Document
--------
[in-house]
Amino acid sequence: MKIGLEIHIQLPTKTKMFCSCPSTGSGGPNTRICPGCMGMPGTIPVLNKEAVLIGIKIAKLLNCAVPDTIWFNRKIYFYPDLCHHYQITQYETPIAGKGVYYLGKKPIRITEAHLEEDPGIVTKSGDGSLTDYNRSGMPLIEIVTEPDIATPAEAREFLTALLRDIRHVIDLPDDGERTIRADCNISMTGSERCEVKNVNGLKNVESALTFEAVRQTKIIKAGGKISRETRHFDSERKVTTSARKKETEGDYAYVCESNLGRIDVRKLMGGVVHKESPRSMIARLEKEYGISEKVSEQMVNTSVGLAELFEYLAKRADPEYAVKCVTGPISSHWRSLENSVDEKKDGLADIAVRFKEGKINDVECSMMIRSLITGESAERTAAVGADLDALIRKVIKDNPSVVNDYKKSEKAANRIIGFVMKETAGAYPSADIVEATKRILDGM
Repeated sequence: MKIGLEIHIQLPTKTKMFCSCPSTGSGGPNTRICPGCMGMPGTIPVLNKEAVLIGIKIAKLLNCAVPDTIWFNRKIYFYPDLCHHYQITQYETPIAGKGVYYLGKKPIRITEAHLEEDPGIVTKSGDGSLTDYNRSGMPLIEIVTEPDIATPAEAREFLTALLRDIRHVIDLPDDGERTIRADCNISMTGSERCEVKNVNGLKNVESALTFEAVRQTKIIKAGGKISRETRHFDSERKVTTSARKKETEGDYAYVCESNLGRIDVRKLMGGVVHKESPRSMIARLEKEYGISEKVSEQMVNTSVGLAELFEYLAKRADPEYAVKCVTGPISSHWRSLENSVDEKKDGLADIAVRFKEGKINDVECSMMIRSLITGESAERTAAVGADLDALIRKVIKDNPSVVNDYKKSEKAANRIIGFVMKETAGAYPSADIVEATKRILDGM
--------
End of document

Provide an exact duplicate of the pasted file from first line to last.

[in-house]
Amino acid sequence: MKIGLEIHIQLPTKTKMFCSCPSTGSGGPNTRICPGCMGMPGTIPVLNKEAVLIGIKIAKLLNCAVPDTIWFNRKIYFYPDLCHHYQITQYETPIAGKGVYYLGKKPIRITEAHLEEDPGIVTKSGDGSLTDYNRSGMPLIEIVTEPDIATPAEAREFLTALLRDIRHVIDLPDDGERTIRADCNISMTGSERCEVKNVNGLKNVESALTFEAVRQTKIIKAGGKISRETRHFDSERKVTTSARKKETEGDYAYVCESNLGRIDVRKLMGGVVHKESPRSMIARLEKEYGISEKVSEQMVNTSVGLAELFEYLAKRADPEYAVKCVTGPISSHWRSLENSVDEKKDGLADIAVRFKEGKINDVECSMMIRSLITGESAERTAAVGADLDALIRKVIKDNPSVVNDYKKSEKAANRIIGFVMKETAGAYPSADIVEATKRILDGM
Repeated sequence: MKIGLEIHIQLPTKTKMFCSCPSTGSGGPNTRICPGCMGMPGTIPVLNKEAVLIGIKIAKLLNCAVPDTIWFNRKIYFYPDLCHHYQITQYETPIAGKGVYYLGKKPIRITEAHLEEDPGIVTKSGDGSLTDYNRSGMPLIEIVTEPDIATPAEAREFLTALLRDIRHVIDLPDDGERTIRADCNISMTGSERCEVKNVNGLKNVESALTFEAVRQTKIIKAGGKISRETRHFDSERKVTTSARKKETEGDYAYVCESNLGRIDVRKLMGGVVHKESPRSMIARLEKEYGISEKVSEQMVNTSVGLAELFEYLAKRADPEYAVKCVTGPISSHWRSLENSVDEKKDGLADIAVRFKEGKINDVECSMMIRSLITGESAERTAAVGADLDALIRKVIKDNPSVVNDYKKSEKAANRIIGFVMKETAGAYPSADIVEATKRILDGM